Chronic pain secondary to disability: a review.

TitleChronic pain secondary to disability: a review.
Publication TypeJournal Article
2003
AuthorsEhde DM, Jensen MP, Engel JM, Turner JA, Hoffman AJ, Cardenas DD
JournalClinical Journal of Pain
Volume19
Issue1
Pagination3-17
Date Published2003 Jan-Feb
ISSN0749-8047
Adaptation, Psychological, Adult, Amputation, Cerebral Palsy, Child, Chronic Disease, Disability Evaluation, Disabled Persons, Humans, Multiple Sclerosis, Neuromuscular Diseases, Pain, Pain Management, Pain Measurement, Postpoliomyelitis Syndrome, Prevalence, Prognosis, Spinal Cord Injuries

BACKGROUND: Until recently, very little has been written regarding chronic pain as a secondary problem in persons who already have a physical disability, despite the potential for pain to increase the negative impact of what may already be a very disabling condition. The purpose of this review is to summarize what is currently known concerning the nature and scope of chronic pain as a secondary condition to disability, specifically spinal cord injury, acquired amputations, cerebral palsy, multiple sclerosis, neuromuscular disease, and postpolio syndrome. METHOD: What is known concerning the frequency, severity, impact, and treatment of pain in these specific conditions is reviewed, as are the factors that contribute to, or are associated with, adjustment to chronic pain in these disability groups. The authors conclude with several research questions that emerge from this knowledge, the answers to which will contribute to the long-term goal of the reduction of pain and suffering in persons with disabilities. CONCLUSIONS: The existing literature clearly documents that many persons with disabilities experience chronic pain. Many questions remain unanswered regarding the scope, severity, and treatment of chronic pain in these groups.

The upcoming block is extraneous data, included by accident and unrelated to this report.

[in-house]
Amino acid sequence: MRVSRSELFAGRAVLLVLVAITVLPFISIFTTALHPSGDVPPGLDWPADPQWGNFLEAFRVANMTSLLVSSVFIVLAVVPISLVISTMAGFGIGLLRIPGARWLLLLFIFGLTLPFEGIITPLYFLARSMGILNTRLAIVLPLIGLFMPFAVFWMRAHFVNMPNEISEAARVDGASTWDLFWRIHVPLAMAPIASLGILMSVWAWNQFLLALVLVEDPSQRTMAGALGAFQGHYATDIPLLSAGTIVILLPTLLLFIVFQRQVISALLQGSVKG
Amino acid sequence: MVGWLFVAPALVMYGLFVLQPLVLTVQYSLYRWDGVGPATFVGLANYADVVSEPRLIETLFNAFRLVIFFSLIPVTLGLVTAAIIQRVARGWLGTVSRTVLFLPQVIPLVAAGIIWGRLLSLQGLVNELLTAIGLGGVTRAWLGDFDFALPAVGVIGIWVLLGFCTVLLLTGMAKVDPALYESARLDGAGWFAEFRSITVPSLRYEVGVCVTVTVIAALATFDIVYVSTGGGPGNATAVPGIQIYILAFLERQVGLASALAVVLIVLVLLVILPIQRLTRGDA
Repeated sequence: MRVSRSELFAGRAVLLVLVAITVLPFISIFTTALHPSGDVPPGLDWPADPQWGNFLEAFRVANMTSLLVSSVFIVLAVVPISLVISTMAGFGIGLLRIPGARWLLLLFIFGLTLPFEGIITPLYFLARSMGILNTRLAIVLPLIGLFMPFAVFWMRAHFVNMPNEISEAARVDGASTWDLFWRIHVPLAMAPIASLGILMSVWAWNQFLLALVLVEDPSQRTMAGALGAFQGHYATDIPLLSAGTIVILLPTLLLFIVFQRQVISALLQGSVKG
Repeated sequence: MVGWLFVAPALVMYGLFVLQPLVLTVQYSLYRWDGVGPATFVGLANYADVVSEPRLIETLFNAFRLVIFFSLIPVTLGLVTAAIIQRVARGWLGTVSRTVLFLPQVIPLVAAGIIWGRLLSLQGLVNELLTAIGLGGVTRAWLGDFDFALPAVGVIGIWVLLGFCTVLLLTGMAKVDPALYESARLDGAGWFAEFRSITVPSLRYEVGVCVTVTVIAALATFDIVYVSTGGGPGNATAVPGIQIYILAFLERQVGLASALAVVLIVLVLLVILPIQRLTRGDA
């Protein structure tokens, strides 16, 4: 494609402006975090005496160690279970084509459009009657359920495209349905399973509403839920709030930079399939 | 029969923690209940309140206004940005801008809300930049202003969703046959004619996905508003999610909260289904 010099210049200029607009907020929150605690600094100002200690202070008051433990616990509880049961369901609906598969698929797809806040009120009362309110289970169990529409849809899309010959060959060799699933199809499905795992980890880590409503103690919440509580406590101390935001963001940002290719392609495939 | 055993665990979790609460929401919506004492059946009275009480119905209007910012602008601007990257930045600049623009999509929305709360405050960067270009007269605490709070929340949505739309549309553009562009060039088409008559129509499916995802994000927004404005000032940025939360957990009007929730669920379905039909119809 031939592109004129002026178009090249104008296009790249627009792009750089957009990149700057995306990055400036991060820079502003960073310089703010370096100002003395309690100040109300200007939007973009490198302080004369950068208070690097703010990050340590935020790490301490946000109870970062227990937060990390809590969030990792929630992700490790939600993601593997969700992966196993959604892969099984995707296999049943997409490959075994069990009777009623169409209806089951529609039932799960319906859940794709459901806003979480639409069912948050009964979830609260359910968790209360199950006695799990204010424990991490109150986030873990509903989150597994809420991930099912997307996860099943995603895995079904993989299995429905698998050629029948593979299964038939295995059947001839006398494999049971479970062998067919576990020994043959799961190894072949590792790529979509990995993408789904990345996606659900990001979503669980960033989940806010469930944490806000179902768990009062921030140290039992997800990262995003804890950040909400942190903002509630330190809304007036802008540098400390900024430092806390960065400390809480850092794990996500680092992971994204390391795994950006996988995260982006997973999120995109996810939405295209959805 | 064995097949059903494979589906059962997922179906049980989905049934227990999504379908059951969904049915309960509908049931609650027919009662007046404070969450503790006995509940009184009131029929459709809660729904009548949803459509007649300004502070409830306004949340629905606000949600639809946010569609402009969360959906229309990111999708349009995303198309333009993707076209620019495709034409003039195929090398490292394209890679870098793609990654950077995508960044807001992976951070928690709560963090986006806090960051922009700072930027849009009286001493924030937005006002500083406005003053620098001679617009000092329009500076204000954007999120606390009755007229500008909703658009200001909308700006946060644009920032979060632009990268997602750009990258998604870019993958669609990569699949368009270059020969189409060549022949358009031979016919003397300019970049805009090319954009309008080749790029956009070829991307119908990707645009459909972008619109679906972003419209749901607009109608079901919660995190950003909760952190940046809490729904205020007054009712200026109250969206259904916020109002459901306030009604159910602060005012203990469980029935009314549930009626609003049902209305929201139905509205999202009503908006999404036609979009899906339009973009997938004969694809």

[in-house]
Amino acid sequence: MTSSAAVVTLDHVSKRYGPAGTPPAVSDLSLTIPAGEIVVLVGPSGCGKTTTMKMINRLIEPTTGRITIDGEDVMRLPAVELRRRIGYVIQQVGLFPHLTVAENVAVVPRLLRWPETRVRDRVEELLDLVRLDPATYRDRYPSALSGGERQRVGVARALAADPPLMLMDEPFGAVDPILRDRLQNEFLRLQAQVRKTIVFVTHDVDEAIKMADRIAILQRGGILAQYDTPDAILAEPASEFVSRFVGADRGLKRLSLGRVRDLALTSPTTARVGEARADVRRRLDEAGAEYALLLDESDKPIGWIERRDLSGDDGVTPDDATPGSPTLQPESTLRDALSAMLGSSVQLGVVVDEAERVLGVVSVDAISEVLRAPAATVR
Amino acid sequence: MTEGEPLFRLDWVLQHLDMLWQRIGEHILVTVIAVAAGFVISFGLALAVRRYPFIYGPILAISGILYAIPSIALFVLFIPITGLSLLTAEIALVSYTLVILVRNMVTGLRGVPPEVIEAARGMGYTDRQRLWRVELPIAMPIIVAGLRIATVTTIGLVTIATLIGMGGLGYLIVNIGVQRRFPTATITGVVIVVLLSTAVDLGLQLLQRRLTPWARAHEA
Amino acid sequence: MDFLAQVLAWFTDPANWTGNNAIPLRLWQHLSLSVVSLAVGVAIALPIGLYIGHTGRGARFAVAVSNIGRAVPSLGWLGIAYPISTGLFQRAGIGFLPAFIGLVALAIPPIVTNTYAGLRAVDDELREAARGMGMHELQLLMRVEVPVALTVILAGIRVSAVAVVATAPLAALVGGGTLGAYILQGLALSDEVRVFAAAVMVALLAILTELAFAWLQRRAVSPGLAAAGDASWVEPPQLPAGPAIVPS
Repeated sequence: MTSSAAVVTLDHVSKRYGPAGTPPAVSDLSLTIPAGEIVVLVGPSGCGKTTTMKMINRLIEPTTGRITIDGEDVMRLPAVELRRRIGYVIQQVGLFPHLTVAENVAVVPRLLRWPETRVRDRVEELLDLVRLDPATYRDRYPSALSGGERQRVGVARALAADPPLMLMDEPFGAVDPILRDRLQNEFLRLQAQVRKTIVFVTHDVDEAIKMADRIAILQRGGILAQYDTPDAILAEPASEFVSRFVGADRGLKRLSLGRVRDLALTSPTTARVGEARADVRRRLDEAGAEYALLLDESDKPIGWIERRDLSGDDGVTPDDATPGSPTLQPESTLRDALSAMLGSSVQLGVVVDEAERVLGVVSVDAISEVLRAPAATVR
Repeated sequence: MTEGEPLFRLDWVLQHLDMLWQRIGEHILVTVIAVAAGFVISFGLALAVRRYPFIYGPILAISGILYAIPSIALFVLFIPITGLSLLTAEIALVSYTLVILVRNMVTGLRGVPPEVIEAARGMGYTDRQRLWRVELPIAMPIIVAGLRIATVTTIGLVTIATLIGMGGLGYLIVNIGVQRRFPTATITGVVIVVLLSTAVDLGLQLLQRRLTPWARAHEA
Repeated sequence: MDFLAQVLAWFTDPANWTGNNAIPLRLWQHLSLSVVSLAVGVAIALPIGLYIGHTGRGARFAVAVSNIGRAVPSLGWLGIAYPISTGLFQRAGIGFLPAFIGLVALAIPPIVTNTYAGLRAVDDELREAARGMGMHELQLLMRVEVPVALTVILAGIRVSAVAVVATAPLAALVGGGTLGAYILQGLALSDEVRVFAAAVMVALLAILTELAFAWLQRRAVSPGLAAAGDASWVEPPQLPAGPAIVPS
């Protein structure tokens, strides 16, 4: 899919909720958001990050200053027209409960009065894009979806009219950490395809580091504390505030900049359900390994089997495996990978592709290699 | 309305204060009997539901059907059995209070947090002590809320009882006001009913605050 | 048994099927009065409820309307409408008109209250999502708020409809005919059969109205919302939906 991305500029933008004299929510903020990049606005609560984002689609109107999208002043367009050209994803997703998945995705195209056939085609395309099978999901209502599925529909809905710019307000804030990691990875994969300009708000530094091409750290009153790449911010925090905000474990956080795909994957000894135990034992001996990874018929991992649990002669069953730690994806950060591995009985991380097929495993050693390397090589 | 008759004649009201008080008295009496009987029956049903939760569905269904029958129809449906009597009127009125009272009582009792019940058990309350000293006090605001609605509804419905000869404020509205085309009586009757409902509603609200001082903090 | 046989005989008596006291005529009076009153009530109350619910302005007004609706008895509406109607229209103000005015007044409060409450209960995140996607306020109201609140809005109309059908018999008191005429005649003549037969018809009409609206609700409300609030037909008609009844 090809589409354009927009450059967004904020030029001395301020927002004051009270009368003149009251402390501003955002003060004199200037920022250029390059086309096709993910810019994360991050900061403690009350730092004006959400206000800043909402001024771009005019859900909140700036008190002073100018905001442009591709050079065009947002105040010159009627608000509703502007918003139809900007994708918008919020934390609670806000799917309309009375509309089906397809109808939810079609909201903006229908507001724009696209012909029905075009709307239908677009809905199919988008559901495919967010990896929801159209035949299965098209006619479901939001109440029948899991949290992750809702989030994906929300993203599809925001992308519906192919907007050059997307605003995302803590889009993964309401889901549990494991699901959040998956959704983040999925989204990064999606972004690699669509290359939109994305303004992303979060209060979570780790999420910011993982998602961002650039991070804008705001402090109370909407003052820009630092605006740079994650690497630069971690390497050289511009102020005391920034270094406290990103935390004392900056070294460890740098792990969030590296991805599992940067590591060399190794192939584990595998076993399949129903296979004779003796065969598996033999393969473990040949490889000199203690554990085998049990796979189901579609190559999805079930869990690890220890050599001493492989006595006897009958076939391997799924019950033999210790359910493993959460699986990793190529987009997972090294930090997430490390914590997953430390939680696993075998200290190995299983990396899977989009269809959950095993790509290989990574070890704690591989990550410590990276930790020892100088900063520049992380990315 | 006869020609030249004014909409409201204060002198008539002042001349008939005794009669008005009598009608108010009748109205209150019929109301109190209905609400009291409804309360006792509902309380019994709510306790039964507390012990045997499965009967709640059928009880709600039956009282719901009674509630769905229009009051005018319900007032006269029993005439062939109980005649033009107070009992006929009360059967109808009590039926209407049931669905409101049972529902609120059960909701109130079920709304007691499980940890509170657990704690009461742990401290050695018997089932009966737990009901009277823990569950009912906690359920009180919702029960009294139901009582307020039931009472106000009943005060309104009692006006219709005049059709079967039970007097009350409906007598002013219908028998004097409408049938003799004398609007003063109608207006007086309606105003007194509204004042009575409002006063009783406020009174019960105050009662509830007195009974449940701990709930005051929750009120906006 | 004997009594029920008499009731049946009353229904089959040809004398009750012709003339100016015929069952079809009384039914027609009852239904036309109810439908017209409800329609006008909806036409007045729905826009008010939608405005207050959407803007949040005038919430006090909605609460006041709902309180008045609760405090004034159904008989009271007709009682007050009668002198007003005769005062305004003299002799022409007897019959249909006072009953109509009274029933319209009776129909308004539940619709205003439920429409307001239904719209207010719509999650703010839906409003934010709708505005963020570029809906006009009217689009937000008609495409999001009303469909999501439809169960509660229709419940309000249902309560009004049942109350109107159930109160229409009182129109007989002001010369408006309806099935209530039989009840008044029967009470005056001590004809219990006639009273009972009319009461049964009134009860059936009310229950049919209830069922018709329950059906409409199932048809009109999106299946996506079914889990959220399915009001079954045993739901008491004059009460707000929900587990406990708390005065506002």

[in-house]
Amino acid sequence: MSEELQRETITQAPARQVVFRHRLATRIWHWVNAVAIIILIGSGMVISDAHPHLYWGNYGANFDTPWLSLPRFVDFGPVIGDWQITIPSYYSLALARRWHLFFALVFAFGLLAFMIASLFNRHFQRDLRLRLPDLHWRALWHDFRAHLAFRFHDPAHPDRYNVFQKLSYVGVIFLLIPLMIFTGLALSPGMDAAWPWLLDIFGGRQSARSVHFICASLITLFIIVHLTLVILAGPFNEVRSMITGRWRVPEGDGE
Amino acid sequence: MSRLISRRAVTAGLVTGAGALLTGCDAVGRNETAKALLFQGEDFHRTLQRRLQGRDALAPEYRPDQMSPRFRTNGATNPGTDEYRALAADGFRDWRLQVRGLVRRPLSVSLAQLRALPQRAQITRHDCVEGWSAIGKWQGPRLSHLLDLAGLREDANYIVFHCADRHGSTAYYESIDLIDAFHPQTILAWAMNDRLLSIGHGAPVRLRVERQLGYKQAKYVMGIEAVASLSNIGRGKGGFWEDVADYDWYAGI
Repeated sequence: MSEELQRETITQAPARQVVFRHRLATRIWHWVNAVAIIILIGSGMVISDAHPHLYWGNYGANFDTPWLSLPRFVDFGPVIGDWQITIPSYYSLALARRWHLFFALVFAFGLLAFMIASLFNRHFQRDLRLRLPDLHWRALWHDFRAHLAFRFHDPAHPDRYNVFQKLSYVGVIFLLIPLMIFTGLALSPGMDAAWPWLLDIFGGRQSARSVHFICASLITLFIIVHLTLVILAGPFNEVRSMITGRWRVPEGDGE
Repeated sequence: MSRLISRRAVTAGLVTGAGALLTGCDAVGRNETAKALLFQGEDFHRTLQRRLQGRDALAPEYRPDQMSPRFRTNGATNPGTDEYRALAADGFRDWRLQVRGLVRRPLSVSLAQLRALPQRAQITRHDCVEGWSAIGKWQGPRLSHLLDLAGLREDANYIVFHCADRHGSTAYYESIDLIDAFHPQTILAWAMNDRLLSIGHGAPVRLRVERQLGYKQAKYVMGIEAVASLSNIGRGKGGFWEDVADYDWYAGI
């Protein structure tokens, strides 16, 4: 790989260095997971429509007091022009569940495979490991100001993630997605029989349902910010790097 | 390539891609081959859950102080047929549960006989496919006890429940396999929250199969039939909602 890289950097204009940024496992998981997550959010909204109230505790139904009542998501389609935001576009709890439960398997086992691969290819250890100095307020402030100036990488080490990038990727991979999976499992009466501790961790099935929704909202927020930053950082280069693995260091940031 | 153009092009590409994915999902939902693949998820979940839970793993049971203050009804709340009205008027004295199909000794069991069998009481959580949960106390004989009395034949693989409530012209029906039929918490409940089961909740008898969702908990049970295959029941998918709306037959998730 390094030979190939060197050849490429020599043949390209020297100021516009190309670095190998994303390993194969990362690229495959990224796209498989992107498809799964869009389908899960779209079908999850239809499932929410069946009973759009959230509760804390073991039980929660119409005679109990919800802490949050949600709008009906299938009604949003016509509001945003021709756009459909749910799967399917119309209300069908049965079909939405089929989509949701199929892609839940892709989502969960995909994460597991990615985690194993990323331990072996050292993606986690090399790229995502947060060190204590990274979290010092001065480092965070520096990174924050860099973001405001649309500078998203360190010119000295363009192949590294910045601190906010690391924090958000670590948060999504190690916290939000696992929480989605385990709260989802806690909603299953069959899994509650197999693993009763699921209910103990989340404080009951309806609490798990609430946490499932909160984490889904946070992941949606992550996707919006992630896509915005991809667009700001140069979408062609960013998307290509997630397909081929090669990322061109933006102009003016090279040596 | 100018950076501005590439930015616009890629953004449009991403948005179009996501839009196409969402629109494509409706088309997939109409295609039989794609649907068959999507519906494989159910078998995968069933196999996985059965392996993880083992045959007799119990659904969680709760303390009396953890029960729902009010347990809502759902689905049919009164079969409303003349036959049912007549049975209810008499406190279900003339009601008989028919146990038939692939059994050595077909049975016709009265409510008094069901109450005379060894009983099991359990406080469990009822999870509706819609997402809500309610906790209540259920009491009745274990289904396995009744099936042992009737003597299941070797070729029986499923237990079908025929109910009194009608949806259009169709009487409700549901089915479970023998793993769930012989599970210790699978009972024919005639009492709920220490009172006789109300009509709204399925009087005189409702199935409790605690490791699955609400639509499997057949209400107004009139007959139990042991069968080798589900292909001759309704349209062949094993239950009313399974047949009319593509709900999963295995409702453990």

Alternate JournalClin J Pain

Sign up!

We'll send you a regular email newsletter keeping you informed of what's happening at the MSRRTC.

Send us a message to sign-up. 

Studies Seeking Volunteers:

Currently there are no MSRRTC studies seeking volunteers.

Please check the Dept. of Rehabilitation Medicine's website for other studies on Multiple Sclerosis.